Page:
I work on multiple computers (Mac/PC) and have various assets online including this blog and quite a bit of code lying around in svn, and just on the file system. My backup solutions so far have been pretty ad hoc but rather effective. Everything important is replicated somewhere else at varying frequencies. The downside is that it’s not very efficient and even partially manual. I’ve decided over the next several weeks I’m going to re-evaluate how I do all my data storage and backups. Here’s the list of goals:
- Improve how data is organized and stored both primary storage and in backups. Organizing and clean up.
- Make sure all data has at least 1 backup (I pretty much do this already and have for a long time).
- Automate as much as possible.
- Keep costs low. Backup more for less.
- Use tertiary offsite backups for most critical data.
- Maintain solid encryption practices where necessary for transmission and storage (already do this).
- Decrease time to restore from backups.
- Backup more often, so time between backups is minimal for frequently updated data.
- Give myself room to grow.
At $0.15/GB Amazon’s S3 is very affordable for my needs. A dollar or so a month gets you a fair amount of storage considering most data doesn’t get touched that often (it’s data transfer that gets a little more costly). I’ve been using Amazon with a few backup scripts for a few months to see how it works and how I can best use it. I’m planning to ramp that up a little more. I also want to do more with incremental backups (perhaps use rsync more) to save time and disk.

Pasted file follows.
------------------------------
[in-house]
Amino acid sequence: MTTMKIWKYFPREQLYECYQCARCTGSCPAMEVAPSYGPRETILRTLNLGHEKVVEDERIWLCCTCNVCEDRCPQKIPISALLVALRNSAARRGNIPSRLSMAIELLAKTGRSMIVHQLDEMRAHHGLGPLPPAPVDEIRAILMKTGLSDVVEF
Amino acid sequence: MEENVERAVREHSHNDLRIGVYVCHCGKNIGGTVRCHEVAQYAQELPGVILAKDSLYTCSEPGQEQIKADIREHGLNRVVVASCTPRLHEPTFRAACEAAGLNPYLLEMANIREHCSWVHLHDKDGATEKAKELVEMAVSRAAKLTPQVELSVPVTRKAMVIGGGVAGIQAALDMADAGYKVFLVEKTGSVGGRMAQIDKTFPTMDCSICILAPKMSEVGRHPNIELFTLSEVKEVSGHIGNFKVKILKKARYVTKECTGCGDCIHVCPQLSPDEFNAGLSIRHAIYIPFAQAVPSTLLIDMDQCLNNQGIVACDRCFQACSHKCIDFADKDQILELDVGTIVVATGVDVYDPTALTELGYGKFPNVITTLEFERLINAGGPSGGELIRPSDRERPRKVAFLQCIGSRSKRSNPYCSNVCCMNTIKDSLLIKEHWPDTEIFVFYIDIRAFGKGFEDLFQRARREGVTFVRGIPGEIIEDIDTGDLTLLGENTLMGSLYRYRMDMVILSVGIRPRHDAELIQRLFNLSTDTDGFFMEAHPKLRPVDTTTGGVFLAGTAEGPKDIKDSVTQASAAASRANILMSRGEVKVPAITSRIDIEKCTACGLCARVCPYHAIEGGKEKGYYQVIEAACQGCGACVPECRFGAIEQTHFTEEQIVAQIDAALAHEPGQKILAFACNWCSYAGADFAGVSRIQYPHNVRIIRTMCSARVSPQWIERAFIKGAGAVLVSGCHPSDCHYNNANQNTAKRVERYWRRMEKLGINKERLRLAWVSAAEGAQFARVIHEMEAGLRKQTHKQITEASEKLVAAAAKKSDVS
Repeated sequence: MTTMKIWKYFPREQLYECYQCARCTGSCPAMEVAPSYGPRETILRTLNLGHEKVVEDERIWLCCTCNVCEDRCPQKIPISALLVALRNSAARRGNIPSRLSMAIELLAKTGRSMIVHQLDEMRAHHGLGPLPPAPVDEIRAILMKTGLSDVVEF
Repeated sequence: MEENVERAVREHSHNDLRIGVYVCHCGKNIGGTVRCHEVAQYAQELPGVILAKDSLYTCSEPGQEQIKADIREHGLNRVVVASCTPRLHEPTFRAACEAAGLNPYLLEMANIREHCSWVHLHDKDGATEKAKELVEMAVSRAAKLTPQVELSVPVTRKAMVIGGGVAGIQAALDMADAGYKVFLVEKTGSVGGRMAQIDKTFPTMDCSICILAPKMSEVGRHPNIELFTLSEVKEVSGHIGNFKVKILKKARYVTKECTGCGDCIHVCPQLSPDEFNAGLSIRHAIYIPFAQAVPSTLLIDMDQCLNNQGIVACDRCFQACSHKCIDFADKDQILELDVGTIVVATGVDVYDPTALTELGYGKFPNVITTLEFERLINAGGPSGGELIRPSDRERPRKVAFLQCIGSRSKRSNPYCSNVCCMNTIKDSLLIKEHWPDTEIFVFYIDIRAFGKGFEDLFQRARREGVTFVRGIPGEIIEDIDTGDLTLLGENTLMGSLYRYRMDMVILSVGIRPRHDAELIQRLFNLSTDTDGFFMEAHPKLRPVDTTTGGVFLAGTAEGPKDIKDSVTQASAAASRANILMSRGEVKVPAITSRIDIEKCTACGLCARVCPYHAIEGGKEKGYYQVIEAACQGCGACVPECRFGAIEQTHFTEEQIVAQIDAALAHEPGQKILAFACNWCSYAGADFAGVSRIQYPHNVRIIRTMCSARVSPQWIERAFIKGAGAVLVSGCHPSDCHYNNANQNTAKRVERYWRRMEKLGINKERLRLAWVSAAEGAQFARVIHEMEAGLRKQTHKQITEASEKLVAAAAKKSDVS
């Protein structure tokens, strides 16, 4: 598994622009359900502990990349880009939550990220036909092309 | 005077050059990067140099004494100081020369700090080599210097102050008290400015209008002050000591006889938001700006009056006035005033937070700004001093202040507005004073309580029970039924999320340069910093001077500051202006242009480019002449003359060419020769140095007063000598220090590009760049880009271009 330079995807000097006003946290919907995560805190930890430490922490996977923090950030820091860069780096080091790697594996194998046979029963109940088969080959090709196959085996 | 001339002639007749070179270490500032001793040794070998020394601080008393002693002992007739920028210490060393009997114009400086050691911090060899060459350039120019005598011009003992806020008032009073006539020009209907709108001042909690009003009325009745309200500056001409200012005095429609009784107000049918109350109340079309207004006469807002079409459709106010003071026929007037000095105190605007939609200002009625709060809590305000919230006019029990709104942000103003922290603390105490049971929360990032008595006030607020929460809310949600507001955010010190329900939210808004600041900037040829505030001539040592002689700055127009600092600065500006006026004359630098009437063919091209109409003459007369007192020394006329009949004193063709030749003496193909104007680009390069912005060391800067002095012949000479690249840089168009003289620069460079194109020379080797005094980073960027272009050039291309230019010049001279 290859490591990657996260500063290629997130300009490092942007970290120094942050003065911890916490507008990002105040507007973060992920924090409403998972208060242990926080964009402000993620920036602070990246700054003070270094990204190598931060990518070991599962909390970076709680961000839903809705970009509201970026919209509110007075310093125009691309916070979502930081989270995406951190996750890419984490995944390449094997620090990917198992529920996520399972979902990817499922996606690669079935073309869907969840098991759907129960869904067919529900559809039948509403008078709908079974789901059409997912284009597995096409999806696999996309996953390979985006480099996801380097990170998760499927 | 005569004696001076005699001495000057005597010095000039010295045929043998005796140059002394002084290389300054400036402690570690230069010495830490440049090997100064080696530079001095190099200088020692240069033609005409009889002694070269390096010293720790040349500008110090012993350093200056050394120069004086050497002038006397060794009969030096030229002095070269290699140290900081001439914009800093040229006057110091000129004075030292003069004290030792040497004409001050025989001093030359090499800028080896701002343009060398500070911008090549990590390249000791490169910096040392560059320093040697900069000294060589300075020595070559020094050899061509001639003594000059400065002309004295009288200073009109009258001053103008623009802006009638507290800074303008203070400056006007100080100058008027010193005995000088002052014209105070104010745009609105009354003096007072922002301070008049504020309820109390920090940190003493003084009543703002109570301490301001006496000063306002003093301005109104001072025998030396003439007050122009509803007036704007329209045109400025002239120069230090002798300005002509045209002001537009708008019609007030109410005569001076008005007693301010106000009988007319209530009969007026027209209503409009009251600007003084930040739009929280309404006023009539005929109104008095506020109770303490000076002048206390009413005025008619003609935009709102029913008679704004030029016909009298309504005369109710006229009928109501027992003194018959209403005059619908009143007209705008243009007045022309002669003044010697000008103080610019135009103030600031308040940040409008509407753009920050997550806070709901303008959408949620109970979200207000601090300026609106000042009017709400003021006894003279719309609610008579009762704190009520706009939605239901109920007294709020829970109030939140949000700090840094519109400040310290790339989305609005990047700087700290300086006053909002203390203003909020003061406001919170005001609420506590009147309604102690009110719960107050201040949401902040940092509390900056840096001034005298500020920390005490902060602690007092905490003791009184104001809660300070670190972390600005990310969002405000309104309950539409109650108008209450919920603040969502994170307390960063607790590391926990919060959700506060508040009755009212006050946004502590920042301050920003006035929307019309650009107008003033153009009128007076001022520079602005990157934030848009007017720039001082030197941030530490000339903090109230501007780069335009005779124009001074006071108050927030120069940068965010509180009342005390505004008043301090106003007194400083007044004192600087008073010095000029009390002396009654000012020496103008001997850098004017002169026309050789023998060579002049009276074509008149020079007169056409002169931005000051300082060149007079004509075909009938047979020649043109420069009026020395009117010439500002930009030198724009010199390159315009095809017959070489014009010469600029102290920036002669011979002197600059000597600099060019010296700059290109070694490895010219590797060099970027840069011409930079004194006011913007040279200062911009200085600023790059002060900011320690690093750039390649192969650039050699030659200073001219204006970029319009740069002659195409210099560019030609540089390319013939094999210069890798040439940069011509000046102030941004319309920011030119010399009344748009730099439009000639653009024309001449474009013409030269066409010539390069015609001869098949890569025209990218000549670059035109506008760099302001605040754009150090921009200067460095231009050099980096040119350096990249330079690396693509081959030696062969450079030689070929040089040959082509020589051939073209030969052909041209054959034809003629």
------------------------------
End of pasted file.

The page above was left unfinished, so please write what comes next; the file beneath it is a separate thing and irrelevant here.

Ironically I kick off this little project when reports indicated hard drive prices have been dropping (obvious right?). I’m not sure if would make sense to purchase additional storage, or if I can get by with just better utilizing what I already have.
I’m doing this for a few reasons. Considering the cost of storage, there’s no excuse to not have solid backups, or to even waste your time with data loss. I also want to improve my use of offsite backups for more important things to make sure that I keep costs low and keep backups fresh. Accident, fire, flood, theft, are always possibilities no matter how careful you are in life. The great thing about digital vs. paper is that it’s easier to have several copies.
I believe my practices are pretty good, and likely better than the vast majority of the population, but I think I can still do better. I think I can make better use of what I have and maybe for a slight cost add another layer of protection if necessary. I’ll post again with my findings.